The national press is giddy over the news that the statue of Robert E. Lee will be removed from the Virginia state capital this week. Just giddy. The Taliban would be proud. The modern Left doing what so many enemies of America tried to do an failed.
UPDATE: Apparently they didn't just remove it. They tore it apart, to the cheers of adoring mobs. The growing insistence that black Americans never forgive America, hate it, and want it burned to the ground will be one of the greatest injustices every visited on black Americans. Meanwhile. Christians and Christian traditions stand by ... or join in. If you ever wondered how bad things happened in the past, you need only watch what is happening in the present, and who's eager to jump on the bandwagon.
I usually agree with you, bit I fail to see the similarity between removing a statue of a slave-owner who fought to create a slave nation, vs. A Government in Afghanistan that forces women to wear head-scarves and threatens to arrest and kill Christians. Govenor Northam is a hypocritical bonehead, and his comments on Abortion were incredibly disturbing, but on this issue, he's not wrong. Some may argue that removing the statue is part of a slippery slope to institute Communism, and that may be true, but in that case, the issue is the intent, not the action itselfReplyDelete
I get where you're coming from, but here's where I'm at. I don't think it's a slippery slope to communism, as much as an immediate arrival at presentism. Lee himself was a product of his time, when the fledgling country was just coming around to itself, and many Americans had more regional loyalties than to the whole nation itself. Likewise the idea that slavery was inherently evil was still rather novel, with only a few nations even addressing it (and all in the Christian West). That Lee, who struggled with the issue, didn't do everything immediately and perfectly makes him much easier to relate to, given how often I know what I should do but don't do it. I fear we're building a generation with ever diminishing tolerance for any of those sinners in the past, and increasingly those other sinners today. It's that sense of righteous intolerance for the sins of those sinners over there that smacks similar to the same righteous intolerance of the Taliban.Delete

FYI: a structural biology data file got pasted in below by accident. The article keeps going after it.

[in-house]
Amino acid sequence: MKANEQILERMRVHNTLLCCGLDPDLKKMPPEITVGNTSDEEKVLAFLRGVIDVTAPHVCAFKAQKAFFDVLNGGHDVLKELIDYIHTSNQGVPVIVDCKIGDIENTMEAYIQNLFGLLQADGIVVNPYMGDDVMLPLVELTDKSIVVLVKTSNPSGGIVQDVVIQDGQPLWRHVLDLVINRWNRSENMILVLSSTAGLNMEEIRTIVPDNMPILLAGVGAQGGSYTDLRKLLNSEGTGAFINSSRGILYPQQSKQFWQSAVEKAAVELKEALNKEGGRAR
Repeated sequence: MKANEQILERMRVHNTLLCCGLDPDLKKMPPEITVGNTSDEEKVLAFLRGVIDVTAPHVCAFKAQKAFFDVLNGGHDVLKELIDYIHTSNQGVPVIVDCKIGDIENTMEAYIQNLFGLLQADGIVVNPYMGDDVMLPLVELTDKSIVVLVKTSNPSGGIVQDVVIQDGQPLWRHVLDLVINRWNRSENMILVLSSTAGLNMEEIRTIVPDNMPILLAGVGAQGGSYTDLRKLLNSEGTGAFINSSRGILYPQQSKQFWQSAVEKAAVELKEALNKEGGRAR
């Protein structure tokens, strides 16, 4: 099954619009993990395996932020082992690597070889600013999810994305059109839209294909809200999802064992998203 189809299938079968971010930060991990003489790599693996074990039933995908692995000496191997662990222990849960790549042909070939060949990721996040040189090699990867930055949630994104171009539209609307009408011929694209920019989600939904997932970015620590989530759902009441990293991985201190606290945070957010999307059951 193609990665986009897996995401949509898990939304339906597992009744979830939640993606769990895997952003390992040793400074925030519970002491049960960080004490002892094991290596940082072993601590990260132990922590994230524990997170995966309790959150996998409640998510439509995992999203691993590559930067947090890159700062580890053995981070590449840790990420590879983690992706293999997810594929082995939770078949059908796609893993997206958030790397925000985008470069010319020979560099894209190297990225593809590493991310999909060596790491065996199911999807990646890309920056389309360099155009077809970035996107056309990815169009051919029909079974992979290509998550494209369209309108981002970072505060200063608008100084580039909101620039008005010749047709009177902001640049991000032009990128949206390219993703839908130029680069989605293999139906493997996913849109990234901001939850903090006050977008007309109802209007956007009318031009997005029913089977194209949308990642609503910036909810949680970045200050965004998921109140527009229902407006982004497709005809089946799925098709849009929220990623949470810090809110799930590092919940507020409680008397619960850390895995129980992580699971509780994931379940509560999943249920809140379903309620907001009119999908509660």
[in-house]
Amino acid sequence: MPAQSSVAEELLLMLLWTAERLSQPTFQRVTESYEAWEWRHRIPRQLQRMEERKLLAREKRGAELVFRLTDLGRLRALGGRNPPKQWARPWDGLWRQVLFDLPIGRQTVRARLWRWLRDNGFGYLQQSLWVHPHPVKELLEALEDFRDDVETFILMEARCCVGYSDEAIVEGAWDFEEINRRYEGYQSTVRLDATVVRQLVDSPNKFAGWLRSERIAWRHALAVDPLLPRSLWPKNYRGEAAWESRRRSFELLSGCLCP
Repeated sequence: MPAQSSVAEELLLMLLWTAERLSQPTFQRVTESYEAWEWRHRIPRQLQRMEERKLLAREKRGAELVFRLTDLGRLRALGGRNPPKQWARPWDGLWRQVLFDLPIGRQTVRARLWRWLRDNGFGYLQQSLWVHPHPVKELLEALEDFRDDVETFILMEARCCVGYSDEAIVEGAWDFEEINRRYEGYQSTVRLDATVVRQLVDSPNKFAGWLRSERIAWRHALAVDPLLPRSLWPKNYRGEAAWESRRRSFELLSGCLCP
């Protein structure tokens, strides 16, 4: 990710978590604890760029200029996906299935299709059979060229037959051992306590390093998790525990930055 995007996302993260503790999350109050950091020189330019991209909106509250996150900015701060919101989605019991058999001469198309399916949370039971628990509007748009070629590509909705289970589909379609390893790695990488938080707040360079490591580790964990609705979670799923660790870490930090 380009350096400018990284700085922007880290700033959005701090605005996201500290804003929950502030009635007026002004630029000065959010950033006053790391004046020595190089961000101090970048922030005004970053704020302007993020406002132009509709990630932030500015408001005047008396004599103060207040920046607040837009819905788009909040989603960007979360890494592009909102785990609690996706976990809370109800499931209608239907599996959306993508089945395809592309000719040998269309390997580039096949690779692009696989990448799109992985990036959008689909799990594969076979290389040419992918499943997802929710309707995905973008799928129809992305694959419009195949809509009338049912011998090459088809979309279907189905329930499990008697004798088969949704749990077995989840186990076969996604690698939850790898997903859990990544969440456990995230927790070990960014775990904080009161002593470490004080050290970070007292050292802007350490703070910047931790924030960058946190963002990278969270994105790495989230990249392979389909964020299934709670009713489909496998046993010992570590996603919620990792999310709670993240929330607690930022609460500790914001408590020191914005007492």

Had Gen. Lee said something like "My country, right or wrong," he would have been referring to Virginia (an independent nation-state belonging to a republican union of such states), rather than the USA.Delete
I've taken your thoughts into account, and I think I've stumbled across a solution notDelete
Only to Confederate statues, but to any statue of a controversial historical figure. Keep the statue up, but change the inscription to be more nuanced. Somthing like "Robert Edward Lee, General in both the United States and Confederate States armies. May we study his actions, both the good and bad, and learn from them."
30 years ago the crown heights riot happened. An event I had not heard or thought about but in listening to this report on it, I find it seems more relevant than ever.ReplyDelete
I remember hearing about that way back in the day. We hadn't so firmly embraced the whole 'if it ain't white, it ain't evil' mantra. Such a thing today would likely be swept under the carpet the day after it was over. That's why we hear so little about so many evils in the world - if it can't be pinned on a white Christian (male preferred), it is of no value to the Left's prime narrative.Delete
And now, Virginians, a word with you in closing: “Show me the man you honor; I know by that symptom, better than by any other, what kind of man you yourself are. For you show me then what your ideal of manhood is; what kind of man you long possibly to be, and would thank the Gods, with your whole soul, for being if you could. Whom shall we consecrate and set apart as one of our sacred men? Sacred; that all men may see him, be reminded of him, and, by new example added to old perpetual precept, be taught what is real worth in man. Whom do you wish to resemble? Him you set on a high column, that all men looking at it, may be continually apprised of the duty you expect from them.”ReplyDelete
The virtues of a superior man are like the wind; the virtues of a common man are like the grass; the grass, when the wind passes over it, bends.
Charles Francis Adams, Lee Centennial, 1907
Nice. From a different era and world no longer welcome by modern progressive Christians.Delete